By Maria Lubanovic, Copy Editor
[Ghostly International, 2018]
Key Tracks: “Swiss Bicycle”, “Town Square”, “Terraformer”
Let your mind wander to a new place – literally. Electronic musician Geotic’s album, Traversa, invites the listener to take a journey through tracks named after places and different forms of traveling. From a simple “Knapsack” to a “Maglev”, Geotic’s smooth beats create a calming landscape for us to explore.
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There are only eight tracks on the album, but each is longer than five minutes long, and most of the tracks are purely instrumental. Geotic does a beautiful job of mixing modern elements with more classical instruments like violins and piano.
Though some of the names don’t always seem purposeful, tracks like “Swiss Bicycle” totally fit the named theme. “Swiss Bicycle” has a rhythmic and almost round sounding melody, with the arpeggios mimicking the kind of motion pedals make. The track seems to roll over imaginary hills and around tight corners. Slight metal ticking sounds can sometimes be heard under the instrumentals, which connects the bike theme even more. The only problem with this track is that the ride is a little longer than the average cyclist would enjoy.
“Harbor Drive” uses elements of piano and soft beats as the main theme. Before the track gets monotonous, the main elements will drop out to an almost breathless swirling. The main elements will return, but with a different theme and new background tones. At the end of the track, there is a slight rush of water and then complete silence.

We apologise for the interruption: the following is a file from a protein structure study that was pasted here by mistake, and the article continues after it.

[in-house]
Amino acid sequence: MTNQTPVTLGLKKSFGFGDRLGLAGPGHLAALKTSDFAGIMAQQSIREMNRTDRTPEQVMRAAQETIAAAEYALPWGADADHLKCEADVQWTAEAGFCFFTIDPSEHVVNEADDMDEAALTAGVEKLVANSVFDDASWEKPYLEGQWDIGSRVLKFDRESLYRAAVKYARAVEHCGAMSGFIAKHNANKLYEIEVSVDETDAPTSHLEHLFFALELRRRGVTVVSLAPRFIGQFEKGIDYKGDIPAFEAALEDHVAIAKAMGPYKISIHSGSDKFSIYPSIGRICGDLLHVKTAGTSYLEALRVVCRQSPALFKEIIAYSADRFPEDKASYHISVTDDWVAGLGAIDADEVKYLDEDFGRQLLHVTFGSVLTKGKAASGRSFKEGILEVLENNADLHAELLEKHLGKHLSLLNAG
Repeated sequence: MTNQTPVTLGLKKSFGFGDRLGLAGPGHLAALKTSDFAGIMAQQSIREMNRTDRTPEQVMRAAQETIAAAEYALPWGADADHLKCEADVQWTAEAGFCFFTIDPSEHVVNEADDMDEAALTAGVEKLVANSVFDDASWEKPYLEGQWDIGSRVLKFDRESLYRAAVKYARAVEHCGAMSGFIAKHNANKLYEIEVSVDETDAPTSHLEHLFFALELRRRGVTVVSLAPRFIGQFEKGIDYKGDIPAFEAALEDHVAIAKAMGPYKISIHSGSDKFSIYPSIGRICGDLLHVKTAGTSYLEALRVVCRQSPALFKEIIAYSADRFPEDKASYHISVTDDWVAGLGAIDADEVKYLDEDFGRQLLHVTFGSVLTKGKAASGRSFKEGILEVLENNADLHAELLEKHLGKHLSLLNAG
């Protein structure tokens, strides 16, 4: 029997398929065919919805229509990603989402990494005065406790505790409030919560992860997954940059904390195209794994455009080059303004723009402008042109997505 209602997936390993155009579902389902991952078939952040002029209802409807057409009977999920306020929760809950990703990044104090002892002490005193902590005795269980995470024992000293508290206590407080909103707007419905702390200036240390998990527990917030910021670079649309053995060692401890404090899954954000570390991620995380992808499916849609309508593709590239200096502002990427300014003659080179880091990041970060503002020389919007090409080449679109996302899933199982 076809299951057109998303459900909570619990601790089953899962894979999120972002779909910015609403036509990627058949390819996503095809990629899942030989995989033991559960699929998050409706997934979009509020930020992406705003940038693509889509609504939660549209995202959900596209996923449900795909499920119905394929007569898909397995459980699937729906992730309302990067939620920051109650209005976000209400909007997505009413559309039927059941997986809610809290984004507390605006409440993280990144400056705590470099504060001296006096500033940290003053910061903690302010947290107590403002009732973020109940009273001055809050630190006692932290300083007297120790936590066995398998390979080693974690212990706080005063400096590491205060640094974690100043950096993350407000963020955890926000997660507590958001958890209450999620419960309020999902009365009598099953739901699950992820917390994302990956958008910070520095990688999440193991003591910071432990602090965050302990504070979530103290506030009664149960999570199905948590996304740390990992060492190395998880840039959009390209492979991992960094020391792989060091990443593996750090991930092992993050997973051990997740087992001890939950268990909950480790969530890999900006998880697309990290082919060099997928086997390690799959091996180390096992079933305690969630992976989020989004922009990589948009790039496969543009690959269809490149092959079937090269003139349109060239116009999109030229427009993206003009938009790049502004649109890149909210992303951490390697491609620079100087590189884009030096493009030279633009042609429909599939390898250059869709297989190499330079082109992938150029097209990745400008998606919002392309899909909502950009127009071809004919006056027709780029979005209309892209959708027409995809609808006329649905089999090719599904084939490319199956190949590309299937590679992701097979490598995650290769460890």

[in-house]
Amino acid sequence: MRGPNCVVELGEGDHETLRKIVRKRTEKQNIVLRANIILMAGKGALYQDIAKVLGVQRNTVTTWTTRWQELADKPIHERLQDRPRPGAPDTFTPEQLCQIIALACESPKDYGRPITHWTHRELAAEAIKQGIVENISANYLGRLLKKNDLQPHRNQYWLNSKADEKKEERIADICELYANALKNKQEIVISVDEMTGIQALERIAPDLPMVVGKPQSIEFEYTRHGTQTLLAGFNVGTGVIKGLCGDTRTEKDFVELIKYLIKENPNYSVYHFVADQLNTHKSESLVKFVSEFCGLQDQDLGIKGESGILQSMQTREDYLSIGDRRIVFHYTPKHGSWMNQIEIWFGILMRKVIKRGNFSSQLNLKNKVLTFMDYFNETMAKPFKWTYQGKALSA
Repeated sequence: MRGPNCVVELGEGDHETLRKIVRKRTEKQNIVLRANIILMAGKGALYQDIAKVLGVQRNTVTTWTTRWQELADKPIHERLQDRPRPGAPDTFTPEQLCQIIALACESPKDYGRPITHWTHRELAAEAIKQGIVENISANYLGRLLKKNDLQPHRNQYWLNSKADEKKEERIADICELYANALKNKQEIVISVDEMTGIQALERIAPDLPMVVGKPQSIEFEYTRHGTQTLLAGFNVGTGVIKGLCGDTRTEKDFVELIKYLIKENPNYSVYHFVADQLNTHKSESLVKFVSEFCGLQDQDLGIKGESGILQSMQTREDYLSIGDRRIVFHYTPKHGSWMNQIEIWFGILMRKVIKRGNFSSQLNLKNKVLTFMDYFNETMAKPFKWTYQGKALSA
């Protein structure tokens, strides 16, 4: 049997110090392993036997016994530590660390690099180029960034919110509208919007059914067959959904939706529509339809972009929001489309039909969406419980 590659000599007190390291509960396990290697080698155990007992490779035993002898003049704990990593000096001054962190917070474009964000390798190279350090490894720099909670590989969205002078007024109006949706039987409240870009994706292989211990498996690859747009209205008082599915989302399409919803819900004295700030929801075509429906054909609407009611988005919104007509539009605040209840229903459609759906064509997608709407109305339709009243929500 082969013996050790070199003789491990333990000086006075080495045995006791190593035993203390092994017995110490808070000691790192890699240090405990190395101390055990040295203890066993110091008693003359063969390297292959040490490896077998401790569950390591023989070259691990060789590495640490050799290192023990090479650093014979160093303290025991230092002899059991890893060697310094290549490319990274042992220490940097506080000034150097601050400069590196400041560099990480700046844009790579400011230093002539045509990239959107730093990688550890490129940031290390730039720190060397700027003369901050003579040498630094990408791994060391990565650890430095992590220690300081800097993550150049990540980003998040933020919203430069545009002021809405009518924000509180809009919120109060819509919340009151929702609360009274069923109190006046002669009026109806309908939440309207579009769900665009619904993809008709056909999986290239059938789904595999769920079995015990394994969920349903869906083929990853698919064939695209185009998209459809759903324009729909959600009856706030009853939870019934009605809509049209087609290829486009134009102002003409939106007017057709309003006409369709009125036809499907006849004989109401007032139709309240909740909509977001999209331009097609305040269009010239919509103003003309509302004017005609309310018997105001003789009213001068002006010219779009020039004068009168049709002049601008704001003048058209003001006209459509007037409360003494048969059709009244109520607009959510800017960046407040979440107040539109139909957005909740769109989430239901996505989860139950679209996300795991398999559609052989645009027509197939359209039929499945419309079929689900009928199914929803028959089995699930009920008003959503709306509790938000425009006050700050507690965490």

“Aerostat” is one of the only tracks with lyrics. It starts out soft and flowing with violins and a soft beating, almost like a heart. The track stays at this same level throughout, and it almost has the listener wish for some sort of lyrical or instrumental swell. And it almost comes. The beating gets faster and the lyrics get a little louder, but then both completely drop out.
Some of the instrumental moments will come back in other tracks. “Town Square” uses some of the arpeggios from “Swiss Bicycle” very faintly, but they are still there. The track uses optimistic blips and glittery synth moments to give a feeling of a busy but friendly neighborhood.
Not every track follows the soft and easy flow. This seems to drop off in the last three tracks of the album. “Terraformer” frequently uses minor and diminished instrumentals and also drops the rhythm sometimes to create a syncopated moment. “Maglev” does a similar thing but, as the last track, it is longer and takes time to come to a climactic moment through rising violins.
Bliss out for a minute. Take a little vacation at your desk. Let Geotic take you there.